Intel's Raptor Lake Mobile VPU: What Is It And What Does It Do

Machine learning and AI demand enormous amounts of horsepower, if you're doing it on general-purpose processors, which is why companies like Meta and Alphabet have spent billions developing their own specialized neural network accelerators. Intel wants a piece of the AI-acceleration pie of course as well, and that's likely part of why the company is going to start shipping such a feature in its upcoming CPUs, beginning with its 13th-generation mobile parts.

Intel already has CPUs with AI acceleration features, but they take the form of specialized SIMD extensions in the general-purpose CPU cores. Known as "DLBoost," these extensions are a part of AVX-512, and as a result, not supported on the company's latest desktop processors even though they were partially supported on its 11th-gen CPUs—and will be supported on AMD's Zen 4.

intel vpu timeline slide

According to a slide shared on Twitter by Bob O'Donnell from TECHnalysis Research, Intel will be adding a different kind of neural-network processor to its 13th-generation Raptor Lake and 14th-generation Meteor Lake CPUs. The presence of a so-called "VPU" in Meteor Lake has been rumored since late last year, but this is the first we've heard regarding Raptor Lake.

The slide indicates "Lead Partner Co-development," which sounds to us a lot like the VPU will only appear in products co-developed with Intel's partners. That generally means that only select laptops will see the feature, so we can expect that specific SKUs of laptops sporting Raptor Lake mobile will include the processor as a separate device. Meanwhile, it's expected to be a standard part of Meteor Lake; Intel says it will have "broad market accessibility" and "processor integration".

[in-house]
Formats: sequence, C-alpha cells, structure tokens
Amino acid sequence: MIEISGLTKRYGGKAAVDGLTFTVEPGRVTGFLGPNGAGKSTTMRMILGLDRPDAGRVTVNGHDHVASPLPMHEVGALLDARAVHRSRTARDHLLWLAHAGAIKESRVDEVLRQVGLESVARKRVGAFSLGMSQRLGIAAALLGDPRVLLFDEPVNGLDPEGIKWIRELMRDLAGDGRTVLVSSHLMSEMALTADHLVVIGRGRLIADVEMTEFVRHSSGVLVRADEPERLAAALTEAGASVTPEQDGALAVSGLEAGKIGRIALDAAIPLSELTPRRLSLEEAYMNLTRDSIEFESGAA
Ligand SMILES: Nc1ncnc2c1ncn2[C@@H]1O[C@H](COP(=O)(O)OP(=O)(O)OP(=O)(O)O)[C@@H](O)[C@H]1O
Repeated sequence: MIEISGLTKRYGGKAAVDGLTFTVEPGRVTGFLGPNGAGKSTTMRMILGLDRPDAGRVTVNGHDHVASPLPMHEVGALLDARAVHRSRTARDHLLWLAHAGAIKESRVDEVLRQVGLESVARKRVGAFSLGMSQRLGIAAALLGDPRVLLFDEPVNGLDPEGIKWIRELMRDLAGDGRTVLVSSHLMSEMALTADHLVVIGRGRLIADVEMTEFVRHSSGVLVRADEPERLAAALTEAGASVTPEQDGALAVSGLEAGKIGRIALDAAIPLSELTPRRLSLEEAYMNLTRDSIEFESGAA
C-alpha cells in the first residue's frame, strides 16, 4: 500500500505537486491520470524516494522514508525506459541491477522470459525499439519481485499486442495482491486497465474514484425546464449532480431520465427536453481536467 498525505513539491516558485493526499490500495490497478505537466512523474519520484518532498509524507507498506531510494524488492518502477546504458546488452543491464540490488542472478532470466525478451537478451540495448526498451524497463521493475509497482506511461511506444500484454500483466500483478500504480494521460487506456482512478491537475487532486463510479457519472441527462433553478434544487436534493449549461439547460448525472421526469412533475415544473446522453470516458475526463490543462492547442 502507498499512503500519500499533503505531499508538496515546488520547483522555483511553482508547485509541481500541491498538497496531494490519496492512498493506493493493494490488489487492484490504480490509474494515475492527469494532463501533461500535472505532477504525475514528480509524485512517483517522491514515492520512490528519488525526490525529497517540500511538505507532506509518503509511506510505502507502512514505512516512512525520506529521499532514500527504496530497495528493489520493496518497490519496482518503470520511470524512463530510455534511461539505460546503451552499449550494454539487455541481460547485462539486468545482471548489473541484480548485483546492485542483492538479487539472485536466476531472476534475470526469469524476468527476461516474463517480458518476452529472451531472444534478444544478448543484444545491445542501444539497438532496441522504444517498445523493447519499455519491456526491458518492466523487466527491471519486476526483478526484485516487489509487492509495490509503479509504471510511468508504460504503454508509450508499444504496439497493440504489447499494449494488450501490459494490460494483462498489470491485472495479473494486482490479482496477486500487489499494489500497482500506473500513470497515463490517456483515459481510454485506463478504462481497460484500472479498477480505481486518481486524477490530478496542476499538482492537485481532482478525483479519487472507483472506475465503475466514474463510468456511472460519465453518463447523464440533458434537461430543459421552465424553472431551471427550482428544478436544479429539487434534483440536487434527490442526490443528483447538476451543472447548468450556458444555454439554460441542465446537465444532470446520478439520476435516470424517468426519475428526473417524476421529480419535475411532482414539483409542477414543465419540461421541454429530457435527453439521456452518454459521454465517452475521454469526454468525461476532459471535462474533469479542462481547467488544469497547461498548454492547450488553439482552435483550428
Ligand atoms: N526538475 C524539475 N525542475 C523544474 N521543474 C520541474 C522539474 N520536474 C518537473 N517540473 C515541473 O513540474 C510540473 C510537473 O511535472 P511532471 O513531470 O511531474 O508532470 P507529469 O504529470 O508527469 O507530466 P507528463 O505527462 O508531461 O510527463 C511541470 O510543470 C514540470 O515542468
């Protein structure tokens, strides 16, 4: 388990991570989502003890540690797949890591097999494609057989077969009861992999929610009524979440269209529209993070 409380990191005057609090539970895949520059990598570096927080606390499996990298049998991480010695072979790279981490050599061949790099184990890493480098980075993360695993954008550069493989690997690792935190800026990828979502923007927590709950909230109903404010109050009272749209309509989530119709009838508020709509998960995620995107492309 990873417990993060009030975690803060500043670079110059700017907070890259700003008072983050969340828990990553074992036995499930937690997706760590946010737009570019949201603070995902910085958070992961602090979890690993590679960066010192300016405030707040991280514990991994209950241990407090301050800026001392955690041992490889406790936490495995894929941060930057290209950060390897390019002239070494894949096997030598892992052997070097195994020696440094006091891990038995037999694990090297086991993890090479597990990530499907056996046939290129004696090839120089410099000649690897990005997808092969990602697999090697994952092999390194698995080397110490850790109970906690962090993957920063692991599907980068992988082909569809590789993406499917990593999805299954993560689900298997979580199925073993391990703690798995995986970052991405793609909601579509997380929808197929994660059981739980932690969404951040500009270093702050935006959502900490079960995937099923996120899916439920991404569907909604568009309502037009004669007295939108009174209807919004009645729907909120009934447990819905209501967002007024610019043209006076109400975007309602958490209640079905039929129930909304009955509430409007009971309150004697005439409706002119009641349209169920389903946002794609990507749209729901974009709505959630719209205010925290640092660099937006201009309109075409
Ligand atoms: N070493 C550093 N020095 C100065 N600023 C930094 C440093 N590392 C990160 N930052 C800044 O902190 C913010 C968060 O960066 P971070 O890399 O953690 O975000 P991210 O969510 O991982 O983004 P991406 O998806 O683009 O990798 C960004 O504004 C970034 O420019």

intel movidius slide

Intel has created some interesting AI chips of its own, like its Loihi 2 neuromorphic computers, but the company has also made numerous acquisitions in its pursuit of industry-leading AI compute performance: Altera's FPGAs, Nervana's Neural Network Processors, Habana Labs' Gaudi accelerators, and Movidius' computer vision chips, among others.

intel kernel commit vpu driver

It seems like the last entry in that list is the source for Intel's VPUs, which means they are likely known most properly as "Visual Processing Units." However, some sources think Intel will take to calling them "Versatile Processing Units" instead. That name comes from a kernel patch committed by Intel Linux developer Jacek Lawrynowicz at the end of July.

intel meteor lake chip diagram
It's anyone's guess where on the Meteor Lake package the VPU will reside.

The last thing we heard out of Intel's Movidius division was the release of the Neural Compute Stick 2, a revamped version of the company's original product. That's a flash drive-sized USB device that can be bus-powered on USB 2.0 and offers an impressive amount of neural-network acceleration for a one-watt device.

With that in mind, Movidius' VPU is a perfect fit for a low-power client-focused AI accelerator. The company's tech is focused on AI inference, not training, as it's intended to be used to apply pre-trained AI models to difficult problems in computer vision. This could have applications in image processing and computational photography or be used to enhance security with user presence detection and more. Presumably the "Neural Compute Subsystem" in the Movidius processors can be applied to other neural-network inferencing tasks, too, so the "versatile" moniker might not be completely off-base.